Jeanne Matthews is the author of the Dinah Pelerin international mysteries published by Poisoned Pen Press. Like her amateur sleuth, Jeanne was born with a serious wanderlust. Originally from Georgia, she enjoys traveling the world and learning about other cultures and customs, which she incorporates into her novels. She currently lives in Renton, Washington with her husband who is a law professor. Her Boyfriend’s Bones, the fourth book in the series, is in bookstores now and Where the Bones Are Buried will be out in January 2015. You can learn more about Jeanne’s books at www.jeannematthews.com.
The poet Randall Jarrell defined a novel as “a long piece of prose with something wrong with it.” That’s a deflating premise for a novelist and a strangely mean-spirited putdown, coming as it did from a man who slit his wrists when a critic for the New York Times panned his poems.
We writers are constantly troubleshooting our manuscripts. We reread and re-plot, edit and rewrite, polish and proof and rewrite some more. We do our dead-level best to eliminate the wrong bits. Yet in spite of that flattering blurb on the cover that promises “flawless storytelling,” every book encounters at least one reader who finds something wrong with it. True hatchet jobs are rare these days. But faint praise can seem almost as damning, and a one-star review on Amazon can cause gnashing of teeth and rending of garments for some sensitive souls.
Writers thrive on compliments. They provide validation for our hard work. They warm our hearts and allay our self-doubt. We are thrilled when our books receive high praise and disappointed when they do not. Somewhere inside of every writer, there’s the memory of a slighting review we can’t forget and no amount of countervailing praise will soothe the sting. In a recent article on Digital Cruelty in The New York Times, Stephanie Rosenbloom summed up the problem perfectly: “Just as our attention gravitates to loud noises and motion, our minds glom on to negative feedback.”
Each of us deals with the slings and arrows of criticism in a different way. Raymond Chandler came in for his share of abuse by the critics. He wasn’t a bad writer, they acknowledged with backhanded regard, but why did he squander his talent writing cheap detective fiction? Chandler, who did not suffer from a lack of confidence, shot back, “I might be the best writer in this country . . . but I’m still a mystery writer.”
Critics never accused Erle Stanley Gardner of good writing, but he could afford to ignore them. His books were all bestsellers. When one of them came in for a bad review, he replied, “It’s a damn good story. If you have any comments, write them on the back of a check.”
Unfortunately, not every writer possesses the self-assurance of Chandler or Gardner and besides, those guys didn’t live in the free-for-all environment of the Internet. Today’s authors not only run the gauntlet of professional reviewers. They must contend with online reviews, some by readers who strew stars like confetti, others by trolls who post disparaging or incendiary remarks. Most authors have the good sense not to respond to a negative review, even if they secretly fantasize an array of excruciating tortures they’d like to inflict on the stinker who wrote it. However, some hotheads can’t resist the urge to strike back. They have a self-destructive streak, not unlike Sonny Corleone. They tear out on a mission of vengeance, only to ride into a hail of gunfire.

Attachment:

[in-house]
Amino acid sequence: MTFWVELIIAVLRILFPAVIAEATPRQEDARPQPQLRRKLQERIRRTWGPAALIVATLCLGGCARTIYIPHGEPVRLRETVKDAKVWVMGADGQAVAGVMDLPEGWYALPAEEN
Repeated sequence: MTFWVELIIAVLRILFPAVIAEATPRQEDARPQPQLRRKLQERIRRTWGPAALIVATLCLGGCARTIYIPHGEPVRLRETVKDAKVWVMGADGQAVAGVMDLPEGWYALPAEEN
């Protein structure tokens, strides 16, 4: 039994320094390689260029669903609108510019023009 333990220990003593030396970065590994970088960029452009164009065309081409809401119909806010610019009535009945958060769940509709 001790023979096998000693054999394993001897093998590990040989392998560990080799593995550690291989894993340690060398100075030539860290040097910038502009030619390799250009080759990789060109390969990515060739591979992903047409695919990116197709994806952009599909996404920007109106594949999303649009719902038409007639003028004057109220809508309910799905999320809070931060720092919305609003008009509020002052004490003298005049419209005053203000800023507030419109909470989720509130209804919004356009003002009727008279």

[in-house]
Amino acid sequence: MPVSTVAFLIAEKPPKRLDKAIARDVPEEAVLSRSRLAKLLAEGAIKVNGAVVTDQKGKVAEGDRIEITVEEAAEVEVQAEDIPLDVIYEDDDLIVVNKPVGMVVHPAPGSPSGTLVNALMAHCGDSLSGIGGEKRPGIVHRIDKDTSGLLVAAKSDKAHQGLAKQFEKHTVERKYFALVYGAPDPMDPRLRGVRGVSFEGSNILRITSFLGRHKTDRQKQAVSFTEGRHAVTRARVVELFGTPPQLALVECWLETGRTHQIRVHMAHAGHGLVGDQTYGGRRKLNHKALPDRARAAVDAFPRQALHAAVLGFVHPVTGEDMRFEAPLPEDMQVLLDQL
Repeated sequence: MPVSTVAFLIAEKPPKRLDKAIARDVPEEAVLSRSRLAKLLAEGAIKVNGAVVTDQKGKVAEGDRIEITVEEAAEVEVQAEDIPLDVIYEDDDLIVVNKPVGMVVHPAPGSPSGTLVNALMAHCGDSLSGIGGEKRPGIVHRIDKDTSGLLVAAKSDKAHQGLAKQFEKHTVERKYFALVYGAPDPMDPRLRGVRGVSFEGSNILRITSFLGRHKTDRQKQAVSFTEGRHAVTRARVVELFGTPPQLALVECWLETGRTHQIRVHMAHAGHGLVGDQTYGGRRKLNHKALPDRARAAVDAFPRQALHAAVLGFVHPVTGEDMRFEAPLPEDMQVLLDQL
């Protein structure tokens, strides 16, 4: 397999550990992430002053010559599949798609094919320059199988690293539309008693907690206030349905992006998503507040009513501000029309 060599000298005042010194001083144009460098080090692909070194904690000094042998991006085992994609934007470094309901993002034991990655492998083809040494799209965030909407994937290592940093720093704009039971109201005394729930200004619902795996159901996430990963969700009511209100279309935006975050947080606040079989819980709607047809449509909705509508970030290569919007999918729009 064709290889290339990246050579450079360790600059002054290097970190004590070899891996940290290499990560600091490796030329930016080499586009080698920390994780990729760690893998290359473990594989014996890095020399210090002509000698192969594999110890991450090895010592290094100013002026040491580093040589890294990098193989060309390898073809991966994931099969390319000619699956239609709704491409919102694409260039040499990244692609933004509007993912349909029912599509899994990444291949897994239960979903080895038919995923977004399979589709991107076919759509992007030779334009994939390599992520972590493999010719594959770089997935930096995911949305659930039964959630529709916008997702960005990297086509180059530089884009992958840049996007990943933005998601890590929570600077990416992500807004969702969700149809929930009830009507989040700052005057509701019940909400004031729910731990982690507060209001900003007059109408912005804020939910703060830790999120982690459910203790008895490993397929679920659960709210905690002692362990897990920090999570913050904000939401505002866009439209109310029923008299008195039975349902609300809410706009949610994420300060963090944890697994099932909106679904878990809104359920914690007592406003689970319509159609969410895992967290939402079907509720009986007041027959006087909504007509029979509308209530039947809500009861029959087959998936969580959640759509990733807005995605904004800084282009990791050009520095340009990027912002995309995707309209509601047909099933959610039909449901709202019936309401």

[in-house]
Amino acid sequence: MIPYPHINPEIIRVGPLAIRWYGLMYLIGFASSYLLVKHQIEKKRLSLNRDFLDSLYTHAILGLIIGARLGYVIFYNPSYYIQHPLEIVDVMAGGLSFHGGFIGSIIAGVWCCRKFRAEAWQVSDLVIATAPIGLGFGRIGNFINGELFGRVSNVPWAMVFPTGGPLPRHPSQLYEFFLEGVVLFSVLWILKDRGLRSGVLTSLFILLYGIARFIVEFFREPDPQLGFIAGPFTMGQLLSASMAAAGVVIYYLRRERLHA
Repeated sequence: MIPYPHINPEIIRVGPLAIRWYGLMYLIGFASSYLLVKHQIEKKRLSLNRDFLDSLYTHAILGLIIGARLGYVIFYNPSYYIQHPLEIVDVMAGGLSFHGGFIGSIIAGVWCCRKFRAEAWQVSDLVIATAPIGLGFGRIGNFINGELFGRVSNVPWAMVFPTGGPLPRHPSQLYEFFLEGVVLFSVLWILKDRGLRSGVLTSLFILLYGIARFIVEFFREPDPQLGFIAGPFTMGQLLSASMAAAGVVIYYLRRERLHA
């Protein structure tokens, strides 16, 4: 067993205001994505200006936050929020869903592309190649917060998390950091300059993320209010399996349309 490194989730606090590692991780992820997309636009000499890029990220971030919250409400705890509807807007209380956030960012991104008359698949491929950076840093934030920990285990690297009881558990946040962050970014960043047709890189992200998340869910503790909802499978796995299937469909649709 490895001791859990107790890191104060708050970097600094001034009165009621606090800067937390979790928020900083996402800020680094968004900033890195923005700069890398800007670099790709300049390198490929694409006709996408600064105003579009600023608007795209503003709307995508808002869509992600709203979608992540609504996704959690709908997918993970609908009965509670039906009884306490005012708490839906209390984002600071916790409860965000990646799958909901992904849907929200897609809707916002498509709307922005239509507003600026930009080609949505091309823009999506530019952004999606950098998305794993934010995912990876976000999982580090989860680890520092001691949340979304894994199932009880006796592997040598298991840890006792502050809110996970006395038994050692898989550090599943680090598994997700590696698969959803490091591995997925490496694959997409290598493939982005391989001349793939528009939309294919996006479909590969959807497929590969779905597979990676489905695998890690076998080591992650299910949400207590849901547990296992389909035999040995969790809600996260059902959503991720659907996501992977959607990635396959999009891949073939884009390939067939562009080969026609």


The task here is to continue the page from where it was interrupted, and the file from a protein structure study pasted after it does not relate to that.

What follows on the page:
One outraged author tweeted the phone number and email of a reviewer who dissed her book and encouraged her fans to “Tell her what u think of snarky critics.” Another went after her critics on Amazon, claiming that they “used the site as if it were a public urinal to publish falsehood and lies.” And yet another aggrieved author assumed a false online identity to harass her detractor and threatened to report anyone who badmouthed her or her books to the FBI. These Twitter rampages and flame wars are like watching a house burn – or a reputation. The spectacle is simultaneously irresistible and appalling.
The thriller writer Brad Meltzer confronted a string of negative reviews without acrimony or resorting to ad hominem attacks. He made a funny, self-deprecating YouTube video in which members of the Little League team he coaches and a few elderly friends and relatives quote from the long list of scathing comments and dismissive assessments of his The Book of Lies. “Predictable, sophomoric, sophomorically implausible, preposterous, juvenile, formulaic, horrible.” His critics didn’t mince words. The video, first titled “Everybody hates Brad Meltzer” has been changed to “Everybody still hates Brad Meltzer in paperback.” It can be found at http://www.youtube.com/user/meltzervideos (click on “videos”).
I’m keeping my fingers crossed that everyone will absolutely love my new book, Where the Bones Are Buried. But as Meltzer demonstrates, a sense of humor and a hide like a rhinoceros are valuable assets for those of us brave enough to send our (inevitably) flawed prose into the world for all and sundry to judge.